I’m “biast” (con): nothing
(what is this about? see my critic’s minifesto)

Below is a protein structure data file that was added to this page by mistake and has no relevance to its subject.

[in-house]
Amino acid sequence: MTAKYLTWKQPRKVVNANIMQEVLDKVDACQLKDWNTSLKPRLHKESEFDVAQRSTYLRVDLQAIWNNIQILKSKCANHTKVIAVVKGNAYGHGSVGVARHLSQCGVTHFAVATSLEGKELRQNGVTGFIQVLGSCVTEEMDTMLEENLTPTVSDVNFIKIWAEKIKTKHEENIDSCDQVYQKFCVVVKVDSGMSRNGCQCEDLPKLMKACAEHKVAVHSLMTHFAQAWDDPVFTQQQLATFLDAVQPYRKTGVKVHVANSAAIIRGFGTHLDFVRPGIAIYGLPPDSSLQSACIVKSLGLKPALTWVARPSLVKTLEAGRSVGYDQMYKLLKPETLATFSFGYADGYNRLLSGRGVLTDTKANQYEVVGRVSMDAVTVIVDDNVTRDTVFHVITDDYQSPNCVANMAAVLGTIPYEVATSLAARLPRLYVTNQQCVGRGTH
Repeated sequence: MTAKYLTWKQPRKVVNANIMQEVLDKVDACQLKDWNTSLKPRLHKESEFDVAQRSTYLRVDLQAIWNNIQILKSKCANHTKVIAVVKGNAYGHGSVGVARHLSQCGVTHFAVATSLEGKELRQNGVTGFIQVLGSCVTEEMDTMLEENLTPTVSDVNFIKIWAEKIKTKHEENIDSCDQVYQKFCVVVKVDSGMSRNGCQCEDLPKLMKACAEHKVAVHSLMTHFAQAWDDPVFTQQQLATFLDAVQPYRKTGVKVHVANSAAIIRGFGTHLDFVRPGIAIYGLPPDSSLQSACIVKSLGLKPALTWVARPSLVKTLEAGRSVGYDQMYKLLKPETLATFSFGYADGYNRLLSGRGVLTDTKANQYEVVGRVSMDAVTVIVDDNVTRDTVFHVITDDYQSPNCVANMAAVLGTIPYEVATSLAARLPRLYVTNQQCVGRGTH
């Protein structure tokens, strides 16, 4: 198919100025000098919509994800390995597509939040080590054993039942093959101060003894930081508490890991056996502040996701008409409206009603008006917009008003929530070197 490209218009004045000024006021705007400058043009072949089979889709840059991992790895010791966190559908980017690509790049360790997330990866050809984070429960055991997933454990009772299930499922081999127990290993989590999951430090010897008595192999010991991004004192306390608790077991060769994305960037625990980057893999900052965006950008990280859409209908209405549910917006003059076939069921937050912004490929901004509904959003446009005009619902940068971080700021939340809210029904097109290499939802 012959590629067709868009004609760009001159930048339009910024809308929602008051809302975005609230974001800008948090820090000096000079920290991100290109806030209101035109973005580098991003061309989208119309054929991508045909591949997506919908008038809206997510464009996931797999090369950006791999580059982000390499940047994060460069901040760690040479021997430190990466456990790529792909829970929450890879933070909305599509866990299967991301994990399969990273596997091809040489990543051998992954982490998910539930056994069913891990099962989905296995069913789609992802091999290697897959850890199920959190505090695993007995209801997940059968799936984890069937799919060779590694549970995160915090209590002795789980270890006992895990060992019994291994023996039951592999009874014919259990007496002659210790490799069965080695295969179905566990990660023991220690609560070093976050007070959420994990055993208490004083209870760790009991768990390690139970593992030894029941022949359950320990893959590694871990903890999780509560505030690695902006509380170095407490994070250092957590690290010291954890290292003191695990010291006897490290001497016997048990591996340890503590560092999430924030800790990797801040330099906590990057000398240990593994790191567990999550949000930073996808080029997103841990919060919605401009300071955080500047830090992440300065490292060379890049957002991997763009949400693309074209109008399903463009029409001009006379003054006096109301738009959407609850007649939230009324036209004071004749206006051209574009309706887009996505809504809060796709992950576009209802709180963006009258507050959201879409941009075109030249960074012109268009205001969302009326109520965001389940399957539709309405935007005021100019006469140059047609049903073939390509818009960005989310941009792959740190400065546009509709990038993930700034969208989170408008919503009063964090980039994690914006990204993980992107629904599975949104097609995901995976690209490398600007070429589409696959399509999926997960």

Edge-of-your-seat suspense thriller,” they said. “A young girl’s obsession,” they said. “A nightmarish journey,” they said. I would like to see that movie. Dig Two Graves is not it. Young teen Jake (Samantha Isler) is not obsessed over the accidental death of her brother, just normally sad. When she meets the creepy carnival-esque trickster magicians who offer to bring her brother back from the dead, she mostly runs away from them — maybe that’s the “journey”? — and when she isn’t running away, she’s remarkably matter-of-fact about them. American writer-director Hunter Adams, in his second feature, seems to believe that muddy and muddled 70s-style exploitation imagery of backwoods gothic Americana, with some satanic rituals and gypsy magic mixed it, make a movie, and yet remarkably, even this would-be luridness is yawn-inducing dull: it only comes to bit of life when it rises to the accidentally silly. What a shame to waste such a great actor as Ted Levine (Bleed for This), here playing Jake’s sheriff grandfather, on what is little more than an incoherent showreel. The title doesn’t even make sense. It’s a Chinese proverb, a warning about seeking revenge (ie, you end up dead too), but it’s not clear to whom that title-warning is addressed. Jake is not seeking revenge, nor is her grandfather. It might be applicable to the tricksters, yet if they are meant to be not villainous monsters but somehow sympathetic anti-heroes, then boy oh boy, that does not come across at all. Incoherent may be actually too kind.